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Adoption of single synthetic environment predicted to save MoD £1.3bn, with total quantitative benefits reaching over £3bn

New Impact Assessment report from EY reveals the massive quantitative and vital qualitative benefits of adopting a platform-as-a-service single synthetic environment in the UK

  • Often referred to as ‘digital twins’ or ‘virtual worlds’, EY predicts adoption of a platform approach to building single synthetic environments within the UK’s Digital Backbone for defence, could provide £3bn in benefits, including £1.3bn in cost savings for the MoD
  • The new report follows the UK government’s Integrated Review which called for the construction of a ‘digital backbone’ for UK defence, of which a single synthetic environment should be a critical pillar, and investment to become a science and technology superpower by 2030

New analysis and research from EY commissioned by Improbable today reveals that over a 10 year period, adopting a platform approach to developing synthetic environments across UK defence, could deliver quantitative benefits in excess of £3bn. Synthetic environment (SE) technology is a critical enabler of multi-domain integration and vital for delivering the digital ambition set out recently in the UK’s 2021 Integrated Review and the MoD’s Digital Strategy for Defence.

Often referred to as ‘digital twins’ or ‘virtual worlds’, synthetic environments are digital versions of chosen environments, whether that’s physical (e.g. a city), non-physical (e.g. a social network) or a mix of both. The Digital Backbone’s Single Synthetic Environment aims to bring together the data streams, models and AI from across government, industry and academia to drive creation of multiple synthetic environment solutions to support critical functions across Defence.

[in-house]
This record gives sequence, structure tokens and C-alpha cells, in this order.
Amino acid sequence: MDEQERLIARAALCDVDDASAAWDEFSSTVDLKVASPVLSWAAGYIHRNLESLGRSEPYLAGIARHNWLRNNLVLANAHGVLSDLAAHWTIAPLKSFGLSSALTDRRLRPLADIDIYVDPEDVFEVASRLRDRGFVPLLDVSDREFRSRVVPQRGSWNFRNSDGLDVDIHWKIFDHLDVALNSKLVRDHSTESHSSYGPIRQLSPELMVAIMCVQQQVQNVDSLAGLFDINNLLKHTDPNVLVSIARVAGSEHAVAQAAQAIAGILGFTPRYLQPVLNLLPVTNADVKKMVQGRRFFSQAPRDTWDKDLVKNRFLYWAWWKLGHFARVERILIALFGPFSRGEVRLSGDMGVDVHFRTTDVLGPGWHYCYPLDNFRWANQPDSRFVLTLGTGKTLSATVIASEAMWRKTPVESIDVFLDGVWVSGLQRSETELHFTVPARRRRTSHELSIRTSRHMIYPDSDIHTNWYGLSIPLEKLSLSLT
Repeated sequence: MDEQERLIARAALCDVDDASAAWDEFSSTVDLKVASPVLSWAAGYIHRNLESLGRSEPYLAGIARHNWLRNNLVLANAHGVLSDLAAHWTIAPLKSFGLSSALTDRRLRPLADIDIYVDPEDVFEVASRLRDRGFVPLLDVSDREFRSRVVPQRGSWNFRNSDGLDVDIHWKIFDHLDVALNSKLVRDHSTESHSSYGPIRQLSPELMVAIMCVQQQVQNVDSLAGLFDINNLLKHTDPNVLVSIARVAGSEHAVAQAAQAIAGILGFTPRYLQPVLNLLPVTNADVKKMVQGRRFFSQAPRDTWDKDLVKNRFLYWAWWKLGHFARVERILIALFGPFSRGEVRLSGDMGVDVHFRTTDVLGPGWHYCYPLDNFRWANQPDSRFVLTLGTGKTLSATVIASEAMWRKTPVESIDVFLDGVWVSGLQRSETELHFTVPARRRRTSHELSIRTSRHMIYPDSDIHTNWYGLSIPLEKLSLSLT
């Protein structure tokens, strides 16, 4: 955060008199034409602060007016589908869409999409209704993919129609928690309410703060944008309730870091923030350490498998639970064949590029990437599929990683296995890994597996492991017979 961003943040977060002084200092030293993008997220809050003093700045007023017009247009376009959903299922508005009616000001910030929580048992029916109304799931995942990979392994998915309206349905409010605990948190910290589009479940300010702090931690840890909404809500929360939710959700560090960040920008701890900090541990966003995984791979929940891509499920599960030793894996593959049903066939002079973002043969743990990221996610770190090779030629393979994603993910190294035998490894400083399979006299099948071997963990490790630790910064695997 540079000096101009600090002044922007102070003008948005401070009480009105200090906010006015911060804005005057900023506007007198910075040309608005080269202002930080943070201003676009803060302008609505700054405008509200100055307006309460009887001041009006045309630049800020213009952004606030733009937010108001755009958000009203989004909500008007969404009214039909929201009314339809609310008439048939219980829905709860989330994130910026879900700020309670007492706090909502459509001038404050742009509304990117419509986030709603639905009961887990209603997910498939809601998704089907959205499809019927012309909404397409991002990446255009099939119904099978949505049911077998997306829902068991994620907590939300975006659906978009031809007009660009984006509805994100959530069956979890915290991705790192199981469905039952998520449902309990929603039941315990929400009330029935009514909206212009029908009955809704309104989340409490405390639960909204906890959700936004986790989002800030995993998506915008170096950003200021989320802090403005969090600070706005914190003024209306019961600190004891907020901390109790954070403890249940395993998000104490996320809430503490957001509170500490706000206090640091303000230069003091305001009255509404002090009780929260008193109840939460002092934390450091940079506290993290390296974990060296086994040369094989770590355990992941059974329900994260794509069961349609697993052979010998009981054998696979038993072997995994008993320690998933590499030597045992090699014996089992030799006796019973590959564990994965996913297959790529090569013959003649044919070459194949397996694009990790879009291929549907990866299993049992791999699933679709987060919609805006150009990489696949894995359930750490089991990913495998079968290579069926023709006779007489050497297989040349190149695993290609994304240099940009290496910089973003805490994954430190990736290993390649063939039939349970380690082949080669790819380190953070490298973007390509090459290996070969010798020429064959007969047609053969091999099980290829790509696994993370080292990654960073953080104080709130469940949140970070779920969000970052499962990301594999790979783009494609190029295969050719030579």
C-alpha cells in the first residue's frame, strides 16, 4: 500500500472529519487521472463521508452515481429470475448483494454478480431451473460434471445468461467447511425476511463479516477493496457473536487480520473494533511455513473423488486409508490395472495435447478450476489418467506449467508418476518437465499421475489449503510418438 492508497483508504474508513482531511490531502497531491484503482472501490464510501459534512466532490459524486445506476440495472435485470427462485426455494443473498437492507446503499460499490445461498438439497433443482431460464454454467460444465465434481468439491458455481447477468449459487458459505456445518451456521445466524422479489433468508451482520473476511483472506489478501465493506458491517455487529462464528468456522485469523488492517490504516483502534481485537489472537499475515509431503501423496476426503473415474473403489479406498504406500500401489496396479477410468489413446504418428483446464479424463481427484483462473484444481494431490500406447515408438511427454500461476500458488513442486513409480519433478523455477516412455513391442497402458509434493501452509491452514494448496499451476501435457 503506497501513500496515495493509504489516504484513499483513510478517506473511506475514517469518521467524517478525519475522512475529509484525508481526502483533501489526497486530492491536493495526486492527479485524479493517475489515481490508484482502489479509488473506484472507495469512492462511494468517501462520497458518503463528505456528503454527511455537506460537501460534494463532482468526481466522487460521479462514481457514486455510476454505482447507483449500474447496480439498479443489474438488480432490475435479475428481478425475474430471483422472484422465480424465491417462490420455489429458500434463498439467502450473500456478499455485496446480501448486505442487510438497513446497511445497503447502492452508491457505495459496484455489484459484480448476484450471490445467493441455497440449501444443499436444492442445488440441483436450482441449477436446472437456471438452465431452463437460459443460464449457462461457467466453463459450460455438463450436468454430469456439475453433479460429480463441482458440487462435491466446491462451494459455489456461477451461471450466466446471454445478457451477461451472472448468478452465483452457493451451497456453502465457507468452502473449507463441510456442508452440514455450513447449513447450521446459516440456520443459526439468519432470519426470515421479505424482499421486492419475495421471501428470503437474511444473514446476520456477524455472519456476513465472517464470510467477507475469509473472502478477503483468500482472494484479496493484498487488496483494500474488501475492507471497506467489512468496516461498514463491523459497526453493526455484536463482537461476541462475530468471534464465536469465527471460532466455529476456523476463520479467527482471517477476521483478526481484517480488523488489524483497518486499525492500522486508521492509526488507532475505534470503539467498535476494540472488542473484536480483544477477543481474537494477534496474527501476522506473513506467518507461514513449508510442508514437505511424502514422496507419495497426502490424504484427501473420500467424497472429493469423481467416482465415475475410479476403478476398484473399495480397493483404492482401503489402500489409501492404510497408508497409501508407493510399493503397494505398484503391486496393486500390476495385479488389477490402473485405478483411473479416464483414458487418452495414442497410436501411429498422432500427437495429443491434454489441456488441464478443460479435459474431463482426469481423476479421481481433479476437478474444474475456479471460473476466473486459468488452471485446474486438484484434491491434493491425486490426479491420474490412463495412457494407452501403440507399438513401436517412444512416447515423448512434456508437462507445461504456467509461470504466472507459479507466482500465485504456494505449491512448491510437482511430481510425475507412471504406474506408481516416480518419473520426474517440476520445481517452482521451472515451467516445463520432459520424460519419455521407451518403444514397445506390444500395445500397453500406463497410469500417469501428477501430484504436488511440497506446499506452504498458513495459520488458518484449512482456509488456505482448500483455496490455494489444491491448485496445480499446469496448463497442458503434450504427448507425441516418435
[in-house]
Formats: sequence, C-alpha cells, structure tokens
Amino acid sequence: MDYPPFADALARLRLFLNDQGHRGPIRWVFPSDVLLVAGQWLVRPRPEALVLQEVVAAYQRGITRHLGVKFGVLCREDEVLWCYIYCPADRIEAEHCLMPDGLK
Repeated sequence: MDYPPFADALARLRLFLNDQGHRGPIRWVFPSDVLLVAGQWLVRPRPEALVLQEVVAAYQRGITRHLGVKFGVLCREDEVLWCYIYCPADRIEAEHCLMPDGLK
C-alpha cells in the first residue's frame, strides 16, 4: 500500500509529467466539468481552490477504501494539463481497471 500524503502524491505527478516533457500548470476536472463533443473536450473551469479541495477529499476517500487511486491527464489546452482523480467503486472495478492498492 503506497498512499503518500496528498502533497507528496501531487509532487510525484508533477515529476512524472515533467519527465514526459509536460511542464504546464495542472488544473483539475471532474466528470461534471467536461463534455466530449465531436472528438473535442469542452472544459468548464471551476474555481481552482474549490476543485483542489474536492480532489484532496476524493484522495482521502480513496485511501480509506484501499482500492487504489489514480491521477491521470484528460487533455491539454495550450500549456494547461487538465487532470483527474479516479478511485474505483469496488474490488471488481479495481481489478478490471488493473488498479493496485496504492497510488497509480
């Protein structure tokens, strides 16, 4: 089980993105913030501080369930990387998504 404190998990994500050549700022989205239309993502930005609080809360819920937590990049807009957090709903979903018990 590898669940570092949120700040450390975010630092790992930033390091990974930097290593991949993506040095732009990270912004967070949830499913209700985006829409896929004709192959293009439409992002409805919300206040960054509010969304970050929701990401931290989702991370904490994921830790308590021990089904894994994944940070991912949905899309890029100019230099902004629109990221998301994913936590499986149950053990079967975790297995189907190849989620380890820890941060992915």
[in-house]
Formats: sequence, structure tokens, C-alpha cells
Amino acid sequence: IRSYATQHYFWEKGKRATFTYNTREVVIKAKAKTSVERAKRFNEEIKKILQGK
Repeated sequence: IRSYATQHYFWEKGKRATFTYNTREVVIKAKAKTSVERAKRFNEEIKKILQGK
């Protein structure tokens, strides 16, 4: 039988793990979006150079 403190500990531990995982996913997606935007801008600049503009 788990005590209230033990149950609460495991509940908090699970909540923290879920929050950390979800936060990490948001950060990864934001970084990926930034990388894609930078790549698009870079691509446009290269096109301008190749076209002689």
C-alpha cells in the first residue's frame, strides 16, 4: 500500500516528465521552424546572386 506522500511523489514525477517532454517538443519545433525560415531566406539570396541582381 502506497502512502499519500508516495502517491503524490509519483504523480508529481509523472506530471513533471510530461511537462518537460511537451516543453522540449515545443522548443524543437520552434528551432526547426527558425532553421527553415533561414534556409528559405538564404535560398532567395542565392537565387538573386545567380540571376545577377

Taking a platform-as-a-service (PaaS) approach to an SSE would enable MoD to establish a collaborative SE “solution factory” that harnesses the combined resources of established suppliers and those of SMEs and providers beyond the traditional defence base.

Furthermore, a PasS approach to an SSE changes how synthetic environment solutions are procured, developed and evolved, and moves away from the linear delivery of siloed projects and towards a far more agile, integrated and adaptable delivery that shares data and component capabilities across solutions.

A PaaS SSE will then ultimately allow all branches of the UK Armed Forces and their allies to train, plan and operate together through more coordinated synthetic environments.

For the first time, EY’s analysis has found that adoption of a platform approach to the UK’s digital backbone’s single synthetic environment could provide the following financial benefits to the UK:

  • £1.3bn in direct cost benefits to the MoD, including £810m from reduced content development costs, and £450m from reduced back end support costs
  • £1bn-£1.5bn in indirect cost benefits to the MoD, including the benefits of better decision making, reduction of spending on R&D, and the benefits to the environment
  • £300m-£750m in wider economic benefits for the UK, including UK export opportunities and innovation spill overs

This is in addition to the qualitative benefits of this approach, including:

  • Greater interoperability: A simplification for different branches of the Armed Forces looking to work together, and with their allies
  • Rapid access to context and insights: A reduction in barriers to content suppliers, providing greater supply chain diversity, competition and innovation, including from smaller innovative UK tech companies